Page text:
The Judicial Qualifications Commission has been asked for an opinion as to the propriety of an Administrative Law Judge accepting a gift of $2500 from a close personal friend who is an executive with a large publicly held company which, on occasion, is involved in proceedings before the judge. The proposed donor owns less than one-hundredth of one percent of the company’s stock, and like other qualified employees, has a retirement program with the company.
Notwithstanding the obvious fact that the proposed gift is extended in utmost good faith without any purpose of attempting to influence the judge in any way, the Commission nevertheless is constrained to hold that acceptance of such a substantial gift would offend the Code of Judicial Conduct.
In a somewhat analogous situation, the Commission noted in Opinion No. 13 that “the fundamental principle relating to the conduct of judges is stated in the title to Canon 1 to the effect that Judges Should Avoid Impropriety and the Appearance of Impropriety in All Their Activities.'”
In connection with this subject, Commentary  states:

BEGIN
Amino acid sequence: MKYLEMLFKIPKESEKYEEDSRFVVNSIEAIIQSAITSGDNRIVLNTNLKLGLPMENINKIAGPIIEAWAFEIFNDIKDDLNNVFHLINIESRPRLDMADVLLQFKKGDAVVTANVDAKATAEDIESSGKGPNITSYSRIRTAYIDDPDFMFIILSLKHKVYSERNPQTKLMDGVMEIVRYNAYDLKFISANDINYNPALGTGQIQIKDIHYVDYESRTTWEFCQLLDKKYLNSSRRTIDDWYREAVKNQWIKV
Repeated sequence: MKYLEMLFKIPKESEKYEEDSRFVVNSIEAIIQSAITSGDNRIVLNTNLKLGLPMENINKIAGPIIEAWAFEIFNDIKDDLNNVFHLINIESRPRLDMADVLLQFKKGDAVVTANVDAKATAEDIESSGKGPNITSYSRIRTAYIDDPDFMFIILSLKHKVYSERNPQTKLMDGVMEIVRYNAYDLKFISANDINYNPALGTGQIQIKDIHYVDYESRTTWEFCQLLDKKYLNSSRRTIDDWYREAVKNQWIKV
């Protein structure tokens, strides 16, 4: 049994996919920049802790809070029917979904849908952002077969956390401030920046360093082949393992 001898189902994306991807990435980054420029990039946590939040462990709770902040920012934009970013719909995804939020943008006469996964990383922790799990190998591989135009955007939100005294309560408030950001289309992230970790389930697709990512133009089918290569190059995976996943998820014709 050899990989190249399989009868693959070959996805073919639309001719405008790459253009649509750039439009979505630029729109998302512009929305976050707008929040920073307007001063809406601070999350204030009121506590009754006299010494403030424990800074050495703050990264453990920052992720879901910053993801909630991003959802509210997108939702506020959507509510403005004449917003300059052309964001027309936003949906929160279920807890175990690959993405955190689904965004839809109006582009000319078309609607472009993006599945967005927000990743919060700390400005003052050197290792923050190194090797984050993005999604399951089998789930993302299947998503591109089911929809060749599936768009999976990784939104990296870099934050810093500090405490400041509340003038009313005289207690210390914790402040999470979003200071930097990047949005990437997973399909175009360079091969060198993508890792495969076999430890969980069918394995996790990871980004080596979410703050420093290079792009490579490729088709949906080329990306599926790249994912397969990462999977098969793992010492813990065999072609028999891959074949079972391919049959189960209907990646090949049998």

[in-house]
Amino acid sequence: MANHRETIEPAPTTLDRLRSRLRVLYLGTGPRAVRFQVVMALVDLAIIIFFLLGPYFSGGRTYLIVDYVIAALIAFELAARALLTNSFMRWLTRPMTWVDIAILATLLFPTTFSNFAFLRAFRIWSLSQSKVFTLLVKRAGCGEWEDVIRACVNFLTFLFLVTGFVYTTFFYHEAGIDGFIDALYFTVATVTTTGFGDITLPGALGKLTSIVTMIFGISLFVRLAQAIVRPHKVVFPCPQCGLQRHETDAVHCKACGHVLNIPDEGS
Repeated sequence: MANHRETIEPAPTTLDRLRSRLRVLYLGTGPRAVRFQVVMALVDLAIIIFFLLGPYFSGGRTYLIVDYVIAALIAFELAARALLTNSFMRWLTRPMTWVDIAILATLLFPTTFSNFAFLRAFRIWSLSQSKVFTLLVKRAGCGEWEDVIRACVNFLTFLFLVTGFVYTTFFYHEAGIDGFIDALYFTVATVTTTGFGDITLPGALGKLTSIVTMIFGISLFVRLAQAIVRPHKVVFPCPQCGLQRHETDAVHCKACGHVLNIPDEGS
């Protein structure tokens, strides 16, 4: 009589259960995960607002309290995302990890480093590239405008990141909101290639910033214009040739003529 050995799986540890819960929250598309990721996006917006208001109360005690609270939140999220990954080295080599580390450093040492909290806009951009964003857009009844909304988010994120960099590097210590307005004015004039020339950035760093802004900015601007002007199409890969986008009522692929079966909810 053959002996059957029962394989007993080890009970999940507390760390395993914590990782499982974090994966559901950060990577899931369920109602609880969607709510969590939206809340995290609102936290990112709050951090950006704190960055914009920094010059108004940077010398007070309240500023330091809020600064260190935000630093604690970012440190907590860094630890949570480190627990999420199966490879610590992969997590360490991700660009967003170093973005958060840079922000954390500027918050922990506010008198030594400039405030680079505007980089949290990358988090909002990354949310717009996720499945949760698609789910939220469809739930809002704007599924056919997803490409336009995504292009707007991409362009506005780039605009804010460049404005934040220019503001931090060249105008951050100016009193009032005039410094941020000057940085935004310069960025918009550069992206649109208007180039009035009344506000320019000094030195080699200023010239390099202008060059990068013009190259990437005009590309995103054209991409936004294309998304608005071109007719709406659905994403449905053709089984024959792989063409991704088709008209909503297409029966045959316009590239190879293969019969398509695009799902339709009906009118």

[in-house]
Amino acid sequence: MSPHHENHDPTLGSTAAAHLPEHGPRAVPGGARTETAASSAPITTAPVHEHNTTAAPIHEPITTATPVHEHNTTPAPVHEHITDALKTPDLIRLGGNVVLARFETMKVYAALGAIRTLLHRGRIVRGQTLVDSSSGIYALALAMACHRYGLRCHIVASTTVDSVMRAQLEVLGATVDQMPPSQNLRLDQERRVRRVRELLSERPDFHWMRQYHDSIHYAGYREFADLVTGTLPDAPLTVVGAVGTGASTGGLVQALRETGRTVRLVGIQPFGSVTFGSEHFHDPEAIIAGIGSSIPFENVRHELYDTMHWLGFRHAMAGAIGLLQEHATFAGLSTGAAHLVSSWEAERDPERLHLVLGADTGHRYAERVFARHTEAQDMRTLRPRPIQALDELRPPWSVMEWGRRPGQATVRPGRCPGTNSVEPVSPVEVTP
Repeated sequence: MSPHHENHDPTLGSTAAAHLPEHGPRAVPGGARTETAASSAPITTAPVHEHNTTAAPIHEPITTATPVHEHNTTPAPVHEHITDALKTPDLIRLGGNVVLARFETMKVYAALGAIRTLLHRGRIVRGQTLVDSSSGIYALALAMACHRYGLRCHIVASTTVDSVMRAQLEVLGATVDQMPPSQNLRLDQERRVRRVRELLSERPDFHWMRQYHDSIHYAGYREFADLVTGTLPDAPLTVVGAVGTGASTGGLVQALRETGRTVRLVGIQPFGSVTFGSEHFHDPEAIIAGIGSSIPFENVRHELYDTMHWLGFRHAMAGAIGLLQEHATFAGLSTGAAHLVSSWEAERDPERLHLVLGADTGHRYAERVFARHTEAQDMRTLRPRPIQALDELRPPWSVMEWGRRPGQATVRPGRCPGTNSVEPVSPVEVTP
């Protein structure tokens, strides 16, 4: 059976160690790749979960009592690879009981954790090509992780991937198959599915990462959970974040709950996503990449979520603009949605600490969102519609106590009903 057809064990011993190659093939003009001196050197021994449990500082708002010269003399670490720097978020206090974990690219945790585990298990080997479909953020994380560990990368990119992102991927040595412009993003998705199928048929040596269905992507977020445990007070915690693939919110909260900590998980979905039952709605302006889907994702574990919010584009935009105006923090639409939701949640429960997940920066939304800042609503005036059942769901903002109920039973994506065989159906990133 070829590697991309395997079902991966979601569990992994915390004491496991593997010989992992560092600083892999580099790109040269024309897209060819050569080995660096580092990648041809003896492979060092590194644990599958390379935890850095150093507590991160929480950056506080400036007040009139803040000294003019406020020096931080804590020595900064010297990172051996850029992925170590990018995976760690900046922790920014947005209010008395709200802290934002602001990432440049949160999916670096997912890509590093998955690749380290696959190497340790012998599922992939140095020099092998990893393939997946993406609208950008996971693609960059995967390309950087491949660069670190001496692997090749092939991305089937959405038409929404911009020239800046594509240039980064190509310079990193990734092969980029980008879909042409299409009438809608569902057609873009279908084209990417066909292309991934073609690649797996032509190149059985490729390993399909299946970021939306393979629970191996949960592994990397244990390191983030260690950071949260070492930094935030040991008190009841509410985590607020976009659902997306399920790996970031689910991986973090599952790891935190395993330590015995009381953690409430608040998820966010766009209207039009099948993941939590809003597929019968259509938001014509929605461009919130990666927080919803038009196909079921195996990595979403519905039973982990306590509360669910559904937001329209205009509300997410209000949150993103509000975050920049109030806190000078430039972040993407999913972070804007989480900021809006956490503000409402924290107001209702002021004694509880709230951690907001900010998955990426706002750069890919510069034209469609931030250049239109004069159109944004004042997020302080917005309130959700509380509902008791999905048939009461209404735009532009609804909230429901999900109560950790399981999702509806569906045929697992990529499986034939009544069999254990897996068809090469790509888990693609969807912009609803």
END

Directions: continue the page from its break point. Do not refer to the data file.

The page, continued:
… Judges must expect to be the subject of constant public scrutiny. Judges must therefore accept restrictions on their conduct that might be viewed as burdensome by the ordinary citizen and should do so freely and willingly.
With these provisions in mind, we turn to Rule 3.13(A) which deals in a general way with the subject of gifts, bequests, favors, and loans to a judge. The basic rule stated in the paragraph plainly prohibits a judge from accepting a substantial gift from anyone. Three (3) exceptions then follow, only one of which might possibly be applicable here. Rule 3.13(C) provides:
. . . judges . . . may accept any other gift . . . only if the donor is not A party or other person (emphasis added) whose interests have come or are likely to come before them, and if its value exceeds $100, the judges report it in the same manner as they report compensation in Rule 3.15.
In the question posed, the gift is clearly substantial but the proposed donor is not a party whose interests have come or are likely to come before the judge. He is, however, an executive with and a very minor stockholder in a publicly held company which has on occasion come before the judge as a party and whose interests are likely to continue to come before the judge.
While the judge could obviously recuse himself in any future matters involving the employer company, the totality of the circumstances here presented could lead to at least the appearance of impropriety. For this reason and with all due respect for the views of the requesting judge, such conduct cannot be sanctioned.
Accordingly, it is the opinion of this Commission that the acceptance of the proposed gift under the circumstances here presented would be inappropriate and in violation of Canon 3.
[Pertinent Code of Judicial Conduct provisions: Rules 1.2(B), 2.4(B), 3.13(C), 3.15 . Cross reference to other relevant opinions for review: #13, #50, #66, #94, #96, #113.]